Imposed annual fees are another thing altogether: payment of them can't be escaped. UBS recently imposed annual fees on a checking account of mine that were specifically excluded from the original deal I signed up for in Colorado National Bank (before UBS bought them). Angry at an after-the-fact and unilateral change in our contract terms, I went to the nearest branch and gave them two choices (1) rescind the fee charges now and forever or (2) immediately transfer the balance to an account I have in another bank and close the UBS account. They rescinded the charges. I'm sure it helped that these charges were small compared to the potential interest charges on a credit loan.
realjohnboy
 
  1  
Reply Thu 26 Nov, 2009 03:55 pm
We on A2K don't like you, Dys, and CITI doesn't like you either. They don't like you because you pay the bill off each month before the due date. You probably charge a few hundred bucks a month. The merchant gets charged around 2.5% but that gets split amongst various middlemen. By the time the cost of maintaining your account, mailing your statement, and the "float" (the amount of time between when you make the purchase until you make your payment) is all factored in, you are losing them money.
The "sweet spot" for them is not you or the customer who is up to the eyeballs in debt and goes into bankruptcy but the person who makes regular payments but can never quite pay off the balance in full.
0 Replies
 
maporsche
 
  1  
Reply Thu 26 Nov, 2009 07:20 pm
@georgeob1,
georgeob1 wrote:

Government intervention often has unanticipated and undesirable consequences.


This was in NO WAY unanticipated. The credit card companies told this to Obama himself and met with Congress several times and they ALL said this is what they would be forced to do.

The don't care if Dys closes his account, you're probably doing them a favor. They raise rates on people like him because very few of them will actually close their account because like Dys, there is no financial impact to them; they didn't get a good credit score by being reactive regarding their finances. Additionally, when they raise rates on people who have a balance, they can point to Dys and say, "See we raised rates on everyone, even people with good credit." It's the perfect political cover, and a few closed accounts is well worth that PR.

hawkeye10
 
  0  
Reply Thu 26 Nov, 2009 07:23 pm
@maporsche,
Quote:
The don't care if you close your account, you're probably doing them a favor.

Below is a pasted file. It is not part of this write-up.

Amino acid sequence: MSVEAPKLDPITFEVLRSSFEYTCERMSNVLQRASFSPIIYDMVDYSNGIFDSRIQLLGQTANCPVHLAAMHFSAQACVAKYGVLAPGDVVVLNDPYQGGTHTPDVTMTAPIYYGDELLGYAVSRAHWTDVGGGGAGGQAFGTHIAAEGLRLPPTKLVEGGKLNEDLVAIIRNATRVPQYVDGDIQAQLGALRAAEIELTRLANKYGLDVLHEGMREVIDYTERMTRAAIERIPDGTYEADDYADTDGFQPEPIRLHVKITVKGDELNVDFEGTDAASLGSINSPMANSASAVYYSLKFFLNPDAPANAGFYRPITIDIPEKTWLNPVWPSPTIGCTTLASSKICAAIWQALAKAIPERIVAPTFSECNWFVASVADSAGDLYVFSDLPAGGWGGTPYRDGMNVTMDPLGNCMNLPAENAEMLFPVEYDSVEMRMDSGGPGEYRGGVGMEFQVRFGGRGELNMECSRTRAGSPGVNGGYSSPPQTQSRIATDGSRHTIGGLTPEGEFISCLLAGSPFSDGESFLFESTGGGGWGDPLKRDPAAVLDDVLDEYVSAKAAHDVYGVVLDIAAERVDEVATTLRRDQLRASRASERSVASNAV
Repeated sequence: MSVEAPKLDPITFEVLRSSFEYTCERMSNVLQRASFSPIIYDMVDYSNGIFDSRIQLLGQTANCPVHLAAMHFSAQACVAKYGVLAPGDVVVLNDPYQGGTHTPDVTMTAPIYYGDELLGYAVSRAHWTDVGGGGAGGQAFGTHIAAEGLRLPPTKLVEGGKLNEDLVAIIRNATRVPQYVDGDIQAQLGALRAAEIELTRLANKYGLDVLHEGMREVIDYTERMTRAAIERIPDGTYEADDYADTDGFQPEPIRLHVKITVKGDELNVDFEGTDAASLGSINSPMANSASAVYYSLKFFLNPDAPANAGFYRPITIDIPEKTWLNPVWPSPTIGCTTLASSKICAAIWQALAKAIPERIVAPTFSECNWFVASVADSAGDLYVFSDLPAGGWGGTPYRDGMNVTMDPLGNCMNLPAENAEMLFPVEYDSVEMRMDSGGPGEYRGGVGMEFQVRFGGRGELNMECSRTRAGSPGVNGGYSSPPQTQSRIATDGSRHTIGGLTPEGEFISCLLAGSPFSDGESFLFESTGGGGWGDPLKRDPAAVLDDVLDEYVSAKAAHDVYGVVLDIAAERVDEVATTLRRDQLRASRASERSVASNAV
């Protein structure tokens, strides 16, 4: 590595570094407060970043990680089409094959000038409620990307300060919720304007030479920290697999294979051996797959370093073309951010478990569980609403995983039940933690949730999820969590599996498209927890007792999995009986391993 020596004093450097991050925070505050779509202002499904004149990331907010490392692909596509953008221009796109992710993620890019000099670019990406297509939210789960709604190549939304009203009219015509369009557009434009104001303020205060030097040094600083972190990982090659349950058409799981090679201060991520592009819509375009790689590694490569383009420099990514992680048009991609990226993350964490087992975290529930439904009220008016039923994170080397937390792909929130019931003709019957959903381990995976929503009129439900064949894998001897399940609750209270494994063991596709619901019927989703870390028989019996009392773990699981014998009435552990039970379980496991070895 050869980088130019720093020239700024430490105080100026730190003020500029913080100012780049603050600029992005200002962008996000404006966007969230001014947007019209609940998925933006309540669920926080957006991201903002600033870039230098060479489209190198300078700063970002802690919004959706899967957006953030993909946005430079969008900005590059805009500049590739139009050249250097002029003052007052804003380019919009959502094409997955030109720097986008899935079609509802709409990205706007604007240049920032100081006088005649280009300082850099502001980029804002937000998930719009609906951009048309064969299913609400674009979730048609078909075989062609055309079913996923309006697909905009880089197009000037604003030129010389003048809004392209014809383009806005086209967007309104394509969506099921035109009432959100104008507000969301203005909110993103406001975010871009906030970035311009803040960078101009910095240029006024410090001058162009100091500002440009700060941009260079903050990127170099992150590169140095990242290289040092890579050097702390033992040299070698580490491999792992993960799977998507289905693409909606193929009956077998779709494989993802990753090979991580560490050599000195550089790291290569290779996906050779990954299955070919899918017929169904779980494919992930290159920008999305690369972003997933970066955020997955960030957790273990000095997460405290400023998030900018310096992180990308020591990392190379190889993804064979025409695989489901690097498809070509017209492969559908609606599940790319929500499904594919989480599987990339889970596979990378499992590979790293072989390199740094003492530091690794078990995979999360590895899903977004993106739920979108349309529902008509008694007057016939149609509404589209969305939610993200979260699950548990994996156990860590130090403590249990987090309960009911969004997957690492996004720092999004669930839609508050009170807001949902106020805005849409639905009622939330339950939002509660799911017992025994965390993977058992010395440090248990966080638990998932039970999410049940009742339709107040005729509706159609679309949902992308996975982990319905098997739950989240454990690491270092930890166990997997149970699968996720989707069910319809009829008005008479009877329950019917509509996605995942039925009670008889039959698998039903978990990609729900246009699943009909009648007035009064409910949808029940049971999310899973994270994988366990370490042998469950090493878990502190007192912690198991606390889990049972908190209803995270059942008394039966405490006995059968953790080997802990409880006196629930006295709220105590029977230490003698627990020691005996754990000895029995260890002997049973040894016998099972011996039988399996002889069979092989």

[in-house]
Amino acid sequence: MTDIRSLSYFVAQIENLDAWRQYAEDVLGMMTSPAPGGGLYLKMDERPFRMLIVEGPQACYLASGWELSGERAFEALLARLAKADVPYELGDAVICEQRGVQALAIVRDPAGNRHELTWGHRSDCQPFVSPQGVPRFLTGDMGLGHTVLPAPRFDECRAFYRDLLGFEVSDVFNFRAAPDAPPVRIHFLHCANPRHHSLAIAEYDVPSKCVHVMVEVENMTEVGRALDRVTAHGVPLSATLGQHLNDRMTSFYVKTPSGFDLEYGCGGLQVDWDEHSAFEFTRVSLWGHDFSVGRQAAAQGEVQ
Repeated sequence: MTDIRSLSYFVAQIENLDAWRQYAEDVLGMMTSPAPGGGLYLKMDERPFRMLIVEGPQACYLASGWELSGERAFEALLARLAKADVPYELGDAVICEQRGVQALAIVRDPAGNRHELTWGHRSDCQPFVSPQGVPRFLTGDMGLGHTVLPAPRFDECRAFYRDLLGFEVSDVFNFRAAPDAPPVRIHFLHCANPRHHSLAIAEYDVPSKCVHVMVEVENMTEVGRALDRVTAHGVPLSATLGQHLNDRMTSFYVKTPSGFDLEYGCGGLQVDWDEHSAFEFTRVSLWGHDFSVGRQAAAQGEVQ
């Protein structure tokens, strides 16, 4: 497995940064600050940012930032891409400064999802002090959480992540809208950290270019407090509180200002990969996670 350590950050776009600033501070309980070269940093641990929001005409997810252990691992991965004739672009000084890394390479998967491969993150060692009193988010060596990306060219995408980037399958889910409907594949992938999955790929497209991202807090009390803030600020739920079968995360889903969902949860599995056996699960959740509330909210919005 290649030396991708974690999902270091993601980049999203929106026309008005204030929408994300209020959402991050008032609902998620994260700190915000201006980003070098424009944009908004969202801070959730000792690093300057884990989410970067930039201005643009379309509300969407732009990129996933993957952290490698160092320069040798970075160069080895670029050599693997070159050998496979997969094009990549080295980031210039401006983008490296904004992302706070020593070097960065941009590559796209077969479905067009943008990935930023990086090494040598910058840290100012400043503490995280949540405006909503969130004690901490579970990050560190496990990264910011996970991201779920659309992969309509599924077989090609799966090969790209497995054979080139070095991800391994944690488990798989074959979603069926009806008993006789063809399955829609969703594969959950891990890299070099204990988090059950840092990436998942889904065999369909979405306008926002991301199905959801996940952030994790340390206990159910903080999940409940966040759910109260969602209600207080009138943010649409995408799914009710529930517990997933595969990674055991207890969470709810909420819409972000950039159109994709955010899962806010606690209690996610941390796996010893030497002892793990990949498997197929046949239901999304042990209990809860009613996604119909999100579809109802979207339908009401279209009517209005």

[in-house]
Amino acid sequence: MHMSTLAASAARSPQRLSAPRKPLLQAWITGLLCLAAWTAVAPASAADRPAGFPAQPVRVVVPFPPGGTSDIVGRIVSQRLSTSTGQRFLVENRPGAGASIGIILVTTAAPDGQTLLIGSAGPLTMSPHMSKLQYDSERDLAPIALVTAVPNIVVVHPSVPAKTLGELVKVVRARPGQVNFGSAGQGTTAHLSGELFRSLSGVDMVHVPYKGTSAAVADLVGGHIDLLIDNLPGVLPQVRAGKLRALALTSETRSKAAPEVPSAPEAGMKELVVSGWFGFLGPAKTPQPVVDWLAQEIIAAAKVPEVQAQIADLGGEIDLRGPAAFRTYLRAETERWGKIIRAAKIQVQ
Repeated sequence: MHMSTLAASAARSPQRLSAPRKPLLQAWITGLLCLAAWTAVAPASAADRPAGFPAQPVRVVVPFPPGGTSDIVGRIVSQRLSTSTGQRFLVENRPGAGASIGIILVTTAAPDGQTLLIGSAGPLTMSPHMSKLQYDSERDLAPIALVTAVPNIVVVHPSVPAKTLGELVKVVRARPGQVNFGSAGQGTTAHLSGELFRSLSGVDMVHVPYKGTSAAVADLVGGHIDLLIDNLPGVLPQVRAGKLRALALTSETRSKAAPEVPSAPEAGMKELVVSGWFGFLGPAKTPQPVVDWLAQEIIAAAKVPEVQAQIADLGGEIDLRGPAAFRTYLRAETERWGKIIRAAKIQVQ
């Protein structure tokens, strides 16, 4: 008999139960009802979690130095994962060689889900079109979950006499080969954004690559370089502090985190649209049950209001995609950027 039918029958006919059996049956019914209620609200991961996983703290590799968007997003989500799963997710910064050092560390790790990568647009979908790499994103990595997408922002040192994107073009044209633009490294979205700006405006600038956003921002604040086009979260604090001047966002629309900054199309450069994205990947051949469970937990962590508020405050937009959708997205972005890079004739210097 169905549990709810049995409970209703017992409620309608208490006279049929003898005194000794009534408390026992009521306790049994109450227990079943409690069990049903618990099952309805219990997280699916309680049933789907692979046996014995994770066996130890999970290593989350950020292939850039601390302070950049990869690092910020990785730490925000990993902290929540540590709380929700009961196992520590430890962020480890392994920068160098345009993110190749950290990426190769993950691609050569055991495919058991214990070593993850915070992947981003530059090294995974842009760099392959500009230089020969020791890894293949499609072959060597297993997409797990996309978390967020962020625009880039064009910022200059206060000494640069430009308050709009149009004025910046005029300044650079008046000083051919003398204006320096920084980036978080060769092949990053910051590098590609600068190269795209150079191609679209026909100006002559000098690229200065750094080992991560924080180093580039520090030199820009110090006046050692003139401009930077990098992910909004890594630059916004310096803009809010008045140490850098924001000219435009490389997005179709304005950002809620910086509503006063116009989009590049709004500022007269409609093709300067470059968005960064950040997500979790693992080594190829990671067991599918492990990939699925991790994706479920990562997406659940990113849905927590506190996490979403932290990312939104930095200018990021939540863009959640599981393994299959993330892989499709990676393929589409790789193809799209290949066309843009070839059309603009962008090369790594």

given the absolutely horrible state of the average families balance sheet, and the dim prospects for any improvement in the foreseeable future....you betcha...
0 Replies
 
LionTamerX
 
  1  
Reply Thu 26 Nov, 2009 07:35 pm
If you have a little time to kill, this is worth watching.

http://www.pbs.org/wgbh/pages/frontline/creditcards/view/
Green Witch
 
  2  
Reply Thu 26 Nov, 2009 08:20 pm
@LionTamerX,
Excellent suggestion, LionTamer. That program really does a great job of explaining who is doing what and why.

I would love for people to watch and come back to this thread with their thoughts about it.
LionTamerX
 
  1  
Reply Thu 26 Nov, 2009 09:02 pm
@Green Witch,
It really does put things in perspective.
0 Replies
 
dyslexia
 
  1  
Reply Thu 26 Nov, 2009 09:05 pm
@LionTamerX,
yes, very informative.
LionTamerX
 
  1  
Reply Thu 26 Nov, 2009 09:06 pm
@dyslexia,
Just to make things clear, I don't like you, and don't see why anyone in their right mind should.
ossobuco
 
  1  
Reply Thu 26 Nov, 2009 09:26 pm
@LionTamerX,
Glad to see LTX back in force, though I must let the air out of one tire of that old car you had (I forget now, but it was green) for the apparent but clearly faux diss on the Dys.

Come to Abq and visit and insult him in person!

On the credit card maneuvers, some folks will have to turn to bankruptcy - I'm thinking the companies are thinking they won't do that in large numbers.
What would Shakespeare say?
epenthesis
 
  2  
Reply Thu 26 Nov, 2009 09:36 pm
@LionTamerX,
Quote:
I don't like you


whats not to like about dyshlyxckers

i'd keep the card as long as theres no annual fee

tell your good lady to protest by not using it

and totally ditch the idea of ever letting anyone use your debit or credit card

tell'er to go get'er own money

can i lend you a zac now that ive taken a lenda ya
ossobuco
 
  1  
Reply Thu 26 Nov, 2009 09:39 pm
@epenthesis,
Foo.
tsarstepan
 
  1  
Reply Thu 26 Nov, 2009 09:50 pm
@ossobuco,
Meep?
0 Replies
 
mushypancakes
 
  1  
Reply Thu 26 Nov, 2009 09:51 pm

Citi is rather crooked, ain't it?

One of those rotten from the inside jobs.